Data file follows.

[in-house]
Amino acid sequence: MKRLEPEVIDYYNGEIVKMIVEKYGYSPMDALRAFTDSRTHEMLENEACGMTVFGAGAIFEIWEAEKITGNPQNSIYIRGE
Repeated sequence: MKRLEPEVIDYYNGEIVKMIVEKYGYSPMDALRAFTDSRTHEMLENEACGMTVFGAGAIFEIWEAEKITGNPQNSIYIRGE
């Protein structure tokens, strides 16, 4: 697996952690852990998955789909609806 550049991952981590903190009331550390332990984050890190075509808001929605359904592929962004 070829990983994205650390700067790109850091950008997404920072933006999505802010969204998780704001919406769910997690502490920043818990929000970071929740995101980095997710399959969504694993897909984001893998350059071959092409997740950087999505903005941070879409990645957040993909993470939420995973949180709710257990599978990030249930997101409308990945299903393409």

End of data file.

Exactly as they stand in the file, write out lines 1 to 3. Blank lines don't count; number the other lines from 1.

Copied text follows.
[in-house]
Amino acid sequence: MKRLEPEVIDYYNGEIVKMIVEKYGYSPMDALRAFTDSRTHEMLENEACGMTVFGAGAIFEIWEAEKITGNPQNSIYIRGE
Repeated sequence: MKRLEPEVIDYYNGEIVKMIVEKYGYSPMDALRAFTDSRTHEMLENEACGMTVFGAGAIFEIWEAEKITGNPQNSIYIRGE